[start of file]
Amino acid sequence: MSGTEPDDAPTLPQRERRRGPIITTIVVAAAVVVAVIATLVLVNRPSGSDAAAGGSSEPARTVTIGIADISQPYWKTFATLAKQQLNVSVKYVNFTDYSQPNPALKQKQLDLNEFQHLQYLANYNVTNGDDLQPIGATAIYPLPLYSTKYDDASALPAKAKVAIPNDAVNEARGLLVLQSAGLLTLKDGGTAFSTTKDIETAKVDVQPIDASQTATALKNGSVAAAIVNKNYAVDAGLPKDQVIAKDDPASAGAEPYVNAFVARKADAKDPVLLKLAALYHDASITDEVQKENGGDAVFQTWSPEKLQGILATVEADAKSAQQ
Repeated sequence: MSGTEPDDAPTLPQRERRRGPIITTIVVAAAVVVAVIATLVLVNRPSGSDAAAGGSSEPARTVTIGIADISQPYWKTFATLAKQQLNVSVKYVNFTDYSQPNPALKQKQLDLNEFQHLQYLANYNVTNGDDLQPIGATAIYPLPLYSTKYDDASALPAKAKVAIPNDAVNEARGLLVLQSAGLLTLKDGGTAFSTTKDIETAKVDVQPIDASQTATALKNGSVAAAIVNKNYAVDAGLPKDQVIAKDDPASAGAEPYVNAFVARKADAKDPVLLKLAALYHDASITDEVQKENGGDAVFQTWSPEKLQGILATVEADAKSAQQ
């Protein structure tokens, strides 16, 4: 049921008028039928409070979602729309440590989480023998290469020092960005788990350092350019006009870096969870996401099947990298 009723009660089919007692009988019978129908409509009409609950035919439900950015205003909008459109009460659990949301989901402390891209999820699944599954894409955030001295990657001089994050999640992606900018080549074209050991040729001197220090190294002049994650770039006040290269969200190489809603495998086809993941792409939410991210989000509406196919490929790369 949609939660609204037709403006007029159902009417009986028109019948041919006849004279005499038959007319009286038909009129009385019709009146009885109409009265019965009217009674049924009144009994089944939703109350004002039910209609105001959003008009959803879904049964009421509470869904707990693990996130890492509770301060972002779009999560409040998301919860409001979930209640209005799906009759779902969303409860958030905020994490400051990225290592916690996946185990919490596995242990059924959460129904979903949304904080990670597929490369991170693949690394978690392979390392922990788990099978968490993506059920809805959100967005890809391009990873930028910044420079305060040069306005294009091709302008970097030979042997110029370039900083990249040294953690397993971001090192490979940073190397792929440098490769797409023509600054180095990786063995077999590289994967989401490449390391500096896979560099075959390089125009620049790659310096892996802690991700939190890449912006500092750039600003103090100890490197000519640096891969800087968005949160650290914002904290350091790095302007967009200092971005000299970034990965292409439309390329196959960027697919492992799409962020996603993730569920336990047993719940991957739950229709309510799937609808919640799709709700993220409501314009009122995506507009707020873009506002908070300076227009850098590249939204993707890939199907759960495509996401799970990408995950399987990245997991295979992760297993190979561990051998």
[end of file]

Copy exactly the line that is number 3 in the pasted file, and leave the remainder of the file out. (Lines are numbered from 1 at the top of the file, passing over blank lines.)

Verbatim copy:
């Protein structure tokens, strides 16, 4: 049921008028039928409070979602729309440590989480023998290469020092960005788990350092350019006009870096969870996401099947990298 009723009660089919007692009988019978129908409509009409609950035919439900950015205003909008459109009460659990949301989901402390891209999820699944599954894409955030001295990657001089994050999640992606900018080549074209050991040729001197220090190294002049994650770039006040290269969200190489809603495998086809993941792409939410991210989000509406196919490929790369 949609939660609204037709403006007029159902009417009986028109019948041919006849004279005499038959007319009286038909009129009385019709009146009885109409009265019965009217009674049924009144009994089944939703109350004002039910209609105001959003008009959803879904049964009421509470869904707990693990996130890492509770301060972002779009999560409040998301919860409001979930209640209005799906009759779902969303409860958030905020994490400051990225290592916690996946185990919490596995242990059924959460129904979903949304904080990670597929490369991170693949690394978690392979390392922990788990099978968490993506059920809805959100967005890809391009990873930028910044420079305060040069306005294009091709302008970097030979042997110029370039900083990249040294953690397993971001090192490979940073190397792929440098490769797409023509600054180095990786063995077999590289994967989401490449390391500096896979560099075959390089125009620049790659310096892996802690991700939190890449912006500092750039600003103090100890490197000519640096891969800087968005949160650290914002904290350091790095302007967009200092971005000299970034990965292409439309390329196959960027697919492992799409962020996603993730569920336990047993719940991957739950229709309510799937609808919640799709709700993220409501314009009122995506507009707020873009506002908070300076227009850098590249939204993707890939199907759960495509996401799970990408995950399987990245997991295979992760297993190979561990051998």